Parental Satisfaction with Diagnostic Evaluations: The Effects of Diagnosis, Race, and Education

Thursday, May 12, 2016: 1:45 PM
Room 309 (Baltimore Convention Center)
M. Khowaja1, R. K. Ramsey2 and D. L. Robins3, (1)Georgia State University, Atlanta, GA, (2)Psychology, Georgia State University, Atlanta, GA, (3)Drexel University, Philadelphia, PA
Background: Parents receiving a diagnosis of developmental disability for their child have noted a substantial amount of dissatisfaction or negative appraisals with the diagnostic evaluation process (Goin-Kechel et al., 2006; Stuart & McGrew, 2009). Criticisms relate to timeliness, professionalism, clarity of results, and thoroughness of recommendations (Keenan et al., 2010). Moreover, health-related disparities for minorities and low-income families have been identified across a range of childhood disorders, including autism, regarding early identification, access to intervention, and prognosis (Fountain et al., 2012; Kuo et al., 2012; Tregnago & Cheak-Zamora, 2012). However, research on sociodemographic disparities regarding parents’ perception of screening and evaluation is limited.

Objectives: The goal of this study is to identify factors that affect parental satisfaction with the autism screening and evaluation process, to pinpoint strengths and areas of improvement in clinical practice. Given disparities in healthcare utilization and access, this study specifically explores sociodemographic factors.  

Methods: Toddlers demonstrating risk on autism screening during routine pediatric visits were referred for diagnostic evaluation. Families received comprehensive assessment and oral and written feedback, which included test results, diagnosis, and specific recommendations. Parents completed and mailed back Post Evaluation Satisfaction Questionnaires after receiving the written report. Using MANOVA and independent samples t-tests, the effects of parental race, education, income, and diagnostic outcome were measured on satisfaction outcomes.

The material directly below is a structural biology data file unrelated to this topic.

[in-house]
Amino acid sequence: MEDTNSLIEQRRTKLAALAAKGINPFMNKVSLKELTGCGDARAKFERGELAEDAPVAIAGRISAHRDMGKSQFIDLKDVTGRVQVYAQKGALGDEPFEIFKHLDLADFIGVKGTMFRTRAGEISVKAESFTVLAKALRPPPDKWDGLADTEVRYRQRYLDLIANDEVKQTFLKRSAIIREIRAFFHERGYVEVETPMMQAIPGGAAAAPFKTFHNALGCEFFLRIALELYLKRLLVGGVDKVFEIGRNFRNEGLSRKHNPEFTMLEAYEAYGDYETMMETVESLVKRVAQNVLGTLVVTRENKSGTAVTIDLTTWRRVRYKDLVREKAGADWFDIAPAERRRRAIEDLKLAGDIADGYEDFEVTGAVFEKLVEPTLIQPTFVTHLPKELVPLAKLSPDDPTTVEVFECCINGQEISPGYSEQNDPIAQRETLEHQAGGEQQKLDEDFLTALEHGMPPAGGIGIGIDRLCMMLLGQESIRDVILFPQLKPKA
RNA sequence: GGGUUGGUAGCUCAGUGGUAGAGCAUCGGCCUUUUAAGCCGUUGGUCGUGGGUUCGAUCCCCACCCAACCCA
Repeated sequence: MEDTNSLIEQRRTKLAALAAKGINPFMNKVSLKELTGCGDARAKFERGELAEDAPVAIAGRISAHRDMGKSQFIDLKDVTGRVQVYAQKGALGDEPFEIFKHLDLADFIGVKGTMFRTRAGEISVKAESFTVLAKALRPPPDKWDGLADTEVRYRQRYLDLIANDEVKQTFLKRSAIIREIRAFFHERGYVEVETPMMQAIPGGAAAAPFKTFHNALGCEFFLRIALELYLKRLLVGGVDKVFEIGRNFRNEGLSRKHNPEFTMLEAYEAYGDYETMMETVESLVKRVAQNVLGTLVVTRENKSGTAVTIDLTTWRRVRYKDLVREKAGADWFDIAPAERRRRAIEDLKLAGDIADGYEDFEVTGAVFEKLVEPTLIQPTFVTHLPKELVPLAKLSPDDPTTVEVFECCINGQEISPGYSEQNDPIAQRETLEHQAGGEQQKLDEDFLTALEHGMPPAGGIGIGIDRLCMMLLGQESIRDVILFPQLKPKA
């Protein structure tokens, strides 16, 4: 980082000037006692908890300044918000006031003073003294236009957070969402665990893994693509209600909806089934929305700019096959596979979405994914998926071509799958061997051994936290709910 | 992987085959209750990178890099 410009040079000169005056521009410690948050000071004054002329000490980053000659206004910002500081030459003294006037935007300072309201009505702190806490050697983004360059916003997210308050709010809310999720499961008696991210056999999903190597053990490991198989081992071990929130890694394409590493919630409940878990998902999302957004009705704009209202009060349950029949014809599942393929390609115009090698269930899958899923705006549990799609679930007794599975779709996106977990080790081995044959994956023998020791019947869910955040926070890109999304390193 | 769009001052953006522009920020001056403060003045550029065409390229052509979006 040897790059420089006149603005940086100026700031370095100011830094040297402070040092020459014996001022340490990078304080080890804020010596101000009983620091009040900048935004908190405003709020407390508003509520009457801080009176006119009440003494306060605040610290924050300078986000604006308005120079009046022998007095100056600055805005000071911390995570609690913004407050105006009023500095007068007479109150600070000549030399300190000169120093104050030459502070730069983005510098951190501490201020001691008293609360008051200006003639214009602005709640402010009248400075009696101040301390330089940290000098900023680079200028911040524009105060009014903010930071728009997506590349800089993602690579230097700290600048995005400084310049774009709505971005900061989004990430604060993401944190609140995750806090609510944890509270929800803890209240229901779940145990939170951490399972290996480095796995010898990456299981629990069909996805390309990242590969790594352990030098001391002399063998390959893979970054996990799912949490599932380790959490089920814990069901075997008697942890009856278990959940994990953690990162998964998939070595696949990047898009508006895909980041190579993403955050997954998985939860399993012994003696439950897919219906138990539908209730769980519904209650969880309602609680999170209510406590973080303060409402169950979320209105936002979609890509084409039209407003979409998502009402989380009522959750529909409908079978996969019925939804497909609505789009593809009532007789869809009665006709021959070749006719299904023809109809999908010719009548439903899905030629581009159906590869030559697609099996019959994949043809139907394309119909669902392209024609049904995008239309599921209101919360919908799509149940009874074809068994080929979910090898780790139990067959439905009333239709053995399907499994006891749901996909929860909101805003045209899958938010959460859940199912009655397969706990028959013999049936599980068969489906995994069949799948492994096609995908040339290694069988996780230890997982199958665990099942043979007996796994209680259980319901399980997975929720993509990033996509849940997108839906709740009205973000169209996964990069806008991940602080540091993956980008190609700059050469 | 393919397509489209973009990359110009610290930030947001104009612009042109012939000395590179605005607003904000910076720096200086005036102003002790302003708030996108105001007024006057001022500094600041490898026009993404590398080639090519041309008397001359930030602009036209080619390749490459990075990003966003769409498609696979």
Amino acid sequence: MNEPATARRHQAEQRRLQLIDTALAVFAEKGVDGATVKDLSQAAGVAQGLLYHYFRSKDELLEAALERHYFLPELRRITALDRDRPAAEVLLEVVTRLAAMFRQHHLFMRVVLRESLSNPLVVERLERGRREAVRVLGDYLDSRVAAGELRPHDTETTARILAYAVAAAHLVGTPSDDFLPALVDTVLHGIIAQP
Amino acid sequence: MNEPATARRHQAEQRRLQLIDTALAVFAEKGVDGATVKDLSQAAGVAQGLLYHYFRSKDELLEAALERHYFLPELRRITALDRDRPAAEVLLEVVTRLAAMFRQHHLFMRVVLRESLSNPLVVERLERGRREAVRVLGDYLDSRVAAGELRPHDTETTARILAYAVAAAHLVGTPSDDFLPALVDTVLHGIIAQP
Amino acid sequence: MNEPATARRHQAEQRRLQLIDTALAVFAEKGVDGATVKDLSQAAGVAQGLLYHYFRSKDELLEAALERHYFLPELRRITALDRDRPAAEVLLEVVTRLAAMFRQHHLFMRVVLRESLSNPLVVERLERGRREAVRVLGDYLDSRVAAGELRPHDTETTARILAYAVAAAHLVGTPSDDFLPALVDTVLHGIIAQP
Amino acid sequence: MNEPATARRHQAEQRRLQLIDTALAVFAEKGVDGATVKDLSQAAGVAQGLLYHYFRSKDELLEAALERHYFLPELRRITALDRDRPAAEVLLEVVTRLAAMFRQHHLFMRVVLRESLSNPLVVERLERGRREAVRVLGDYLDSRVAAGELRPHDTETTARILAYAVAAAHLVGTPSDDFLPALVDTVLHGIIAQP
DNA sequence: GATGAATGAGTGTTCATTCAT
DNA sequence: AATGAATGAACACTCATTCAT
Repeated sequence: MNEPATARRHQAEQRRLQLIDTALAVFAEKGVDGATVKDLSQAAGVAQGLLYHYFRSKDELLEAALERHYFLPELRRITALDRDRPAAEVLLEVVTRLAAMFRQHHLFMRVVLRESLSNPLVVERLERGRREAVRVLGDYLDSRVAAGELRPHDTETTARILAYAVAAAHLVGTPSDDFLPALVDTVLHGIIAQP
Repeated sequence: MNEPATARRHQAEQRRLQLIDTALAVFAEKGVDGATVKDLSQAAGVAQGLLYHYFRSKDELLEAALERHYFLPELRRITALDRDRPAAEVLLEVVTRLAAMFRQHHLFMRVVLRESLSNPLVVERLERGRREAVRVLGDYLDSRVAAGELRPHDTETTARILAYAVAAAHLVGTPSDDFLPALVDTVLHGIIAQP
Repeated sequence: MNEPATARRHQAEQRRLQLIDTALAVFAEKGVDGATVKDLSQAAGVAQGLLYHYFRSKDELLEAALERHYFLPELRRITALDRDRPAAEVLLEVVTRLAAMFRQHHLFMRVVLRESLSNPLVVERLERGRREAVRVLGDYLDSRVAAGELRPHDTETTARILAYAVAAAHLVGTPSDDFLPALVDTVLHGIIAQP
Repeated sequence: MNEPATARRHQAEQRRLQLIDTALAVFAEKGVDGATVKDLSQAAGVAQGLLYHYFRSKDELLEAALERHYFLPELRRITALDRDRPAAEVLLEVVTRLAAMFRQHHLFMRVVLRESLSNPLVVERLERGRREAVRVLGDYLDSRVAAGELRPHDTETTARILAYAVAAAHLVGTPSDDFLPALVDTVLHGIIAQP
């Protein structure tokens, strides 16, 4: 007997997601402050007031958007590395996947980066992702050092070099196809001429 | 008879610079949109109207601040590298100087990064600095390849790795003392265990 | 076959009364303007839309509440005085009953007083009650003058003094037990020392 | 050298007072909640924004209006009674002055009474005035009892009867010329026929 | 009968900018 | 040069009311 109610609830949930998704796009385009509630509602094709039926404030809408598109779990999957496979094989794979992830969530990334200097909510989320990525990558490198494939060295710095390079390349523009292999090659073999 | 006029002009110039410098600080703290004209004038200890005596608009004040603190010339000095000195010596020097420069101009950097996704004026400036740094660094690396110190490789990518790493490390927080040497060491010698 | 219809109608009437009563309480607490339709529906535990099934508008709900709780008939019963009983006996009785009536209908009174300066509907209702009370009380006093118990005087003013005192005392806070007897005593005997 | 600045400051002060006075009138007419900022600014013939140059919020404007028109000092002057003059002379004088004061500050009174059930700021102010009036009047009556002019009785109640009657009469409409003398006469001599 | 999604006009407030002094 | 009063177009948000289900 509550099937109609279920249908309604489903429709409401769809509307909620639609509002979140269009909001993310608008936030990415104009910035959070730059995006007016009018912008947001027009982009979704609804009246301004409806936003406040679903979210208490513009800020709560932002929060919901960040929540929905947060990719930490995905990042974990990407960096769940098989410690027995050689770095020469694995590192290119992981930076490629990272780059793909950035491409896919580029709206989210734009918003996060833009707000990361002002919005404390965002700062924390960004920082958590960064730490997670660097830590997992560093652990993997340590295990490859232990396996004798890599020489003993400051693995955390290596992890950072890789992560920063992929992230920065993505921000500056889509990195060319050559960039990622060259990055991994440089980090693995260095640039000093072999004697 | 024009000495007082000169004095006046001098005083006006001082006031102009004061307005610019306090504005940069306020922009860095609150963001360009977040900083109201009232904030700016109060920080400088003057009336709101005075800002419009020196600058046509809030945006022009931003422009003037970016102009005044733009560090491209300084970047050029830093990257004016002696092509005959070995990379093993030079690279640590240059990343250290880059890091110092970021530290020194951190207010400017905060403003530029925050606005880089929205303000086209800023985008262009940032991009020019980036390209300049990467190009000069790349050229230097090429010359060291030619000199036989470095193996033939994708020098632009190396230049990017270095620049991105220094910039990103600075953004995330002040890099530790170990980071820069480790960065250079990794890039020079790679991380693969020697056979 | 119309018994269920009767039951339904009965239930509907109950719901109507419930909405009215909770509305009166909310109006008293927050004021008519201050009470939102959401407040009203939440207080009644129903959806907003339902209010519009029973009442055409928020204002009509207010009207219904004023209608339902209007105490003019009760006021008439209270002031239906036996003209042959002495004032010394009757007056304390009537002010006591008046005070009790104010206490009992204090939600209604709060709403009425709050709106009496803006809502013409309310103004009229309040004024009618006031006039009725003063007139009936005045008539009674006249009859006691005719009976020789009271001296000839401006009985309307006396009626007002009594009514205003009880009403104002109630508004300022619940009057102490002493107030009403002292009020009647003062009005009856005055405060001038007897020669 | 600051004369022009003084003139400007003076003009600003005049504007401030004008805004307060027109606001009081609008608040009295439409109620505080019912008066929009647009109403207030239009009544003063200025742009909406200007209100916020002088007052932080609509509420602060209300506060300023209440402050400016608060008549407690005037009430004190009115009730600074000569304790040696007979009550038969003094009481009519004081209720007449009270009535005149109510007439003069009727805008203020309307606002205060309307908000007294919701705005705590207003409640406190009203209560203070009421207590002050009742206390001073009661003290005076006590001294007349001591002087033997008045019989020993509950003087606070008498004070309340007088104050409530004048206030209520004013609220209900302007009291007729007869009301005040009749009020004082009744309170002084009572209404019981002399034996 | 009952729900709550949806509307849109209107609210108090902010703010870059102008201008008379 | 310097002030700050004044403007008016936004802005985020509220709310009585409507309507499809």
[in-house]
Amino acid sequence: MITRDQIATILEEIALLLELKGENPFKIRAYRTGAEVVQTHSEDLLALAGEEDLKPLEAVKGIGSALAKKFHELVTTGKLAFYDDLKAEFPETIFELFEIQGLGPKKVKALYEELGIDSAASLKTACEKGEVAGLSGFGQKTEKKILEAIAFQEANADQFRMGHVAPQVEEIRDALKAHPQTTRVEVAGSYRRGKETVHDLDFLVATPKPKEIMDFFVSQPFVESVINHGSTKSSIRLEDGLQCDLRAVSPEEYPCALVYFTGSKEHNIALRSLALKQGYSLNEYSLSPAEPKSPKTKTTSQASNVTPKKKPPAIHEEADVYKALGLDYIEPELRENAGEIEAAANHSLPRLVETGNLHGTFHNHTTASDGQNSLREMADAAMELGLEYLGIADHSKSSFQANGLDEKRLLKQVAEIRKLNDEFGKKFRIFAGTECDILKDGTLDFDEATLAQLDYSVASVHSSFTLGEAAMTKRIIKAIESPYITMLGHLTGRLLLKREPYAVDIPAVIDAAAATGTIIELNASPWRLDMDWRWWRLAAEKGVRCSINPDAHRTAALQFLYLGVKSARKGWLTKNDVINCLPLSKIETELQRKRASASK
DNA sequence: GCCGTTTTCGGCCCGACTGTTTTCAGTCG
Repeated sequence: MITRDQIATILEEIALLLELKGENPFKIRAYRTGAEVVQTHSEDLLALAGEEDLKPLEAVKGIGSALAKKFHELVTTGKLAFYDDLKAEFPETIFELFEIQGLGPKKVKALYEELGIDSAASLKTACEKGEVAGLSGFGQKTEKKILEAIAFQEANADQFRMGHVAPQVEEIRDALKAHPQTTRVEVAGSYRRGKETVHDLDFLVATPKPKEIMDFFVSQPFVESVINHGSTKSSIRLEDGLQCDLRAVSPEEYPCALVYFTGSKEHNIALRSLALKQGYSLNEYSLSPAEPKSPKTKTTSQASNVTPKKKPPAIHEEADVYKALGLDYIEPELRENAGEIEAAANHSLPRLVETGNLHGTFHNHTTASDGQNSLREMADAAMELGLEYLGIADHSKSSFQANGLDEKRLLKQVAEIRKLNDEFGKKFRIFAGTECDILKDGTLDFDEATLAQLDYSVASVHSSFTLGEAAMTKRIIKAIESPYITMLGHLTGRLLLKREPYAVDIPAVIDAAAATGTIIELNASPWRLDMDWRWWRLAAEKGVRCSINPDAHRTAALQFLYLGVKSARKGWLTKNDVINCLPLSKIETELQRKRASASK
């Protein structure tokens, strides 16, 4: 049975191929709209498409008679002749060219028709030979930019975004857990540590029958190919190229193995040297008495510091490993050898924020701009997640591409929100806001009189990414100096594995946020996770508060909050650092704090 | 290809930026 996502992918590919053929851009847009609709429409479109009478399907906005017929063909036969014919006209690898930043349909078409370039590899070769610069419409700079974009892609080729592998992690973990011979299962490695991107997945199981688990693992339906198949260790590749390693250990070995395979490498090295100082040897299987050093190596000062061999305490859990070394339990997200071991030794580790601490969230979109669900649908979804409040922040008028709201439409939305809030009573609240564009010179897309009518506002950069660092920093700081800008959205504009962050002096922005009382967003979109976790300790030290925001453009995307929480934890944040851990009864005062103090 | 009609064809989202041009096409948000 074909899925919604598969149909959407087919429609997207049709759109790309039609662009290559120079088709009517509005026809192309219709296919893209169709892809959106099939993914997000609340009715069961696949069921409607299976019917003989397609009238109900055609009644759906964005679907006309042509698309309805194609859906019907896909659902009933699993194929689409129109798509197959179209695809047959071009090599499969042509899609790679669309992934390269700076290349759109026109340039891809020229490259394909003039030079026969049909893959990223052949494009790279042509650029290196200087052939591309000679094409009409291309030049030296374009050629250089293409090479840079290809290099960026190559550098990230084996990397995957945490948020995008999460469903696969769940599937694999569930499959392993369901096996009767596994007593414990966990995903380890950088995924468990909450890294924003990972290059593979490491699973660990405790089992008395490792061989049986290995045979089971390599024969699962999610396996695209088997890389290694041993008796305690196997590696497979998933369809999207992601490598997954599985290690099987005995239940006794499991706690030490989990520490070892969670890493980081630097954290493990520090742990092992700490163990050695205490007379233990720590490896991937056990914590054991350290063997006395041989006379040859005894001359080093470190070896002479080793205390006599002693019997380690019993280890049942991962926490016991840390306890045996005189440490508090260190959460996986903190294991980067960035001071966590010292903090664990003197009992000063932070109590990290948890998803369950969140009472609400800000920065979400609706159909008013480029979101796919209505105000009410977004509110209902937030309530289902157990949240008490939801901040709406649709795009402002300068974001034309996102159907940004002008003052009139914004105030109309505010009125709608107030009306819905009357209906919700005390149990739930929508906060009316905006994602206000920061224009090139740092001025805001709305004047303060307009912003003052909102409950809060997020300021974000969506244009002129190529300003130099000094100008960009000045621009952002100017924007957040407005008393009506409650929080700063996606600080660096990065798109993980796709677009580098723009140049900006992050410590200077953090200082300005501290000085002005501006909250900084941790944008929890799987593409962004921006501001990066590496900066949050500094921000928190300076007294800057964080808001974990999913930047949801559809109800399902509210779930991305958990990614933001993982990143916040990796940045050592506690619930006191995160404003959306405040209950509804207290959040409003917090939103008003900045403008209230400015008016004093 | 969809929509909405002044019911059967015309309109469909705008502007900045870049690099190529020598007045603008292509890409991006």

Results: The sample of parents (n=68) was 32.4% racial/ethnic minorities, 41.7% with bachelor’s degree, and 92.6% mothers; mean age of toddlers was 25.9 months, with 55.9% diagnosed with ASD. Racial/ethnic minorities identified screening and evaluation services as more helpful than Whites, t(52)=-2.230, p=.030. Parents who earned less than a bachelor’s degree demonstrated greater agreement with evaluation results compared to bachelor’s degree holders, F(2, 56)=3.227, p=.047. Additionally, parents of children diagnosed with ASD reported lower clarity of information and quality of staff interactions compared to those who had a non-ASD delay (ps <.05). However, when accounting for parental race, income, and education this effect of diagnosis was no longer apparent.  

Conclusions: Results suggest that minority status and lower education were associated with higher agreement with findings and ratings of helpfulness. One might hypothesize that minorities and/or parents with lower education experienced power differentials in the evaluation process, which contributed to social desirability bias, or that increased helpfulness may have been due to reduced baseline knowledge regarding child development. Also, receiving a diagnosis of ASD is related to lower perceived clarity of information and quality of interaction compared to other developmental delays. This may be due to the complex nature of autism symptomatology. However, sociodemographic variables also seem to differentiate parent satisfaction outcomes. Because parental education, race, and income are interrelated, further examination of these factors may be of value in understanding gaps in service provision. One study limitation was the use of a convenience sample, which may yield sampling bias. Researchers and practitioners are encouraged to seek parental feedback to help inform the shift in healthcare for individuals with developmental disabilities to a more comprehensive, family-centered care model.